A man who has accused former House Speaker Dennis Hastert of sexually abusing him when he was a teenager is suing him for $1.8 million in damages.
The complaint, which was filed Monday in Illinois' Kendall County Circuit Court and identifies the man as "James Doe," says that Hastert was a "trusted friend of Doe's family."
When the man, who is also known as "Individual A" was 14 years old, the complaint says Hastert invited him to a wrestling camp meant for high school athletes even though he wasn't in high school. This happened sometime during Hastert's time at Yorkville High School in a Chicago suburb from 1965 to 1981.
"Doe agreed to go to the camp with Hastert and other students. While at the camp, defendant violated the special trust [Doe] placed in [Hastert] by sexually molesting and abusing [Doe] in a motel room occupied by [Doe] and [Hastert] alone," the complaint says.
It goes on to say that the man suffered for years of severe panic attacks, bouts of depression, unemployment, careers changes, hospitalization and long-term psychiatric treatment.
In 2008, the man learned of someone else who had accused Hastert of abuse and confronted Hastert directly. Hastert agreed to pay the man $3.5 million to keep him quiet about the sexual abuse and from June 2010 to December 2014, Hastert paid the man $1.7 million of the total compensation. His withdrawals of the money is what led to the federal investigation that led to him being charged with breaking banking laws.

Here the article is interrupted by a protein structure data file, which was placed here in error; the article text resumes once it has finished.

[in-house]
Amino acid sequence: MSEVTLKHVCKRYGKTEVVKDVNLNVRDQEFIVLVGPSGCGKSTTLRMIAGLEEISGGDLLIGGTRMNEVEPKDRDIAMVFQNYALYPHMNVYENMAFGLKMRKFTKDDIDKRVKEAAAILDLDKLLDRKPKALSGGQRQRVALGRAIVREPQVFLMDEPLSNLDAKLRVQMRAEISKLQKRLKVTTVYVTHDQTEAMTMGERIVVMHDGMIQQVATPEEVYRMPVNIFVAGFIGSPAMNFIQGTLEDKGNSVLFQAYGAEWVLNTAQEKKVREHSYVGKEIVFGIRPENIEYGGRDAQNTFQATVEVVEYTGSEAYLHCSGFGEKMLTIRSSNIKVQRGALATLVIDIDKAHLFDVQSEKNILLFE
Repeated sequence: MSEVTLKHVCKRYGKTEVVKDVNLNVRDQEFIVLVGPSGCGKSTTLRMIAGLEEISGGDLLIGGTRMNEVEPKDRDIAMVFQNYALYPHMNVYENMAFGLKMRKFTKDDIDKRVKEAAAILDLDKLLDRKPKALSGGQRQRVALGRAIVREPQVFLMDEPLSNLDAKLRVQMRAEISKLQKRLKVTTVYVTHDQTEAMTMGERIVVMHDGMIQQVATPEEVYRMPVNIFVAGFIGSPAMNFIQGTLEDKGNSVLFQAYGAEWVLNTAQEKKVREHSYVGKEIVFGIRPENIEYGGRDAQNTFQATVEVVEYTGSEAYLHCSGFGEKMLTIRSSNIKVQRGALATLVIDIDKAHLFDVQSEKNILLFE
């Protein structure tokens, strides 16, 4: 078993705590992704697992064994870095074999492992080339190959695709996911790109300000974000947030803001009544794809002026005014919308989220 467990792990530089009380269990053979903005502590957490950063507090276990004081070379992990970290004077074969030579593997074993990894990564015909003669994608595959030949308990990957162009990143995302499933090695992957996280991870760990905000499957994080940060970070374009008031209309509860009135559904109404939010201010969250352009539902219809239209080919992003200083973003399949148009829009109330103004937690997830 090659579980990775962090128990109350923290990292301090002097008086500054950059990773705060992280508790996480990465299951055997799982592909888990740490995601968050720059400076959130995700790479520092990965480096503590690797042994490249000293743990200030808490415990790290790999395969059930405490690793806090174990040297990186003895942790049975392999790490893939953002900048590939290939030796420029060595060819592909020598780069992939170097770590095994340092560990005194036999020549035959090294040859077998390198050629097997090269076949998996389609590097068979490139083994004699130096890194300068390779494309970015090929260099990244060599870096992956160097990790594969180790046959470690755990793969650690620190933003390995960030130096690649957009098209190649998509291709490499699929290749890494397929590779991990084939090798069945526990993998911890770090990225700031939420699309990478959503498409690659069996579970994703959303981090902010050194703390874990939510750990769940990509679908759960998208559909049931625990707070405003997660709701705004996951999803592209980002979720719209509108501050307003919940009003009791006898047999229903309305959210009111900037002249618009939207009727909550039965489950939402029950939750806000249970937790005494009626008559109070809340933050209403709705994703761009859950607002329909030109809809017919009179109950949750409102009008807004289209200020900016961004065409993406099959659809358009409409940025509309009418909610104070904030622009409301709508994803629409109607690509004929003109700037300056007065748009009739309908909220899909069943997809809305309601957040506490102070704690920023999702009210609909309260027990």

But because Hastert breached the agreement, the man is now seeking $1.8 million.
The complaint was filed only two days before Hastert, 74, is set to be sentenced. Prosecutors have recommended that a federal judge sentence Hastert to six months in prison. He pleaded guilty last October and suffered a stroke in November.
Earlier this month, The Chicago Tribune reported that at least four people have made "credible allegations of sexual abuse" against Hastert. One of them is Individual A, who is now a middle-aged husband and father, according to the report. It also found out that one of them is dead and another man, known as Individual D, has become a successful businessman.
In a recent memo, Hastert's attorneys said he is "profoundly sorry" for what happened and they asked that he only receive probation instead of a prison sentence.
On Friday, Former Senate Majority Leader Tom DeLay and several other former lawmakers and a onetime CIA chief wrote a letter asking for leniency in Hastert's case.
Hastert served in Congress from 1987 to 2007, and was speaker from 1999 to 2007.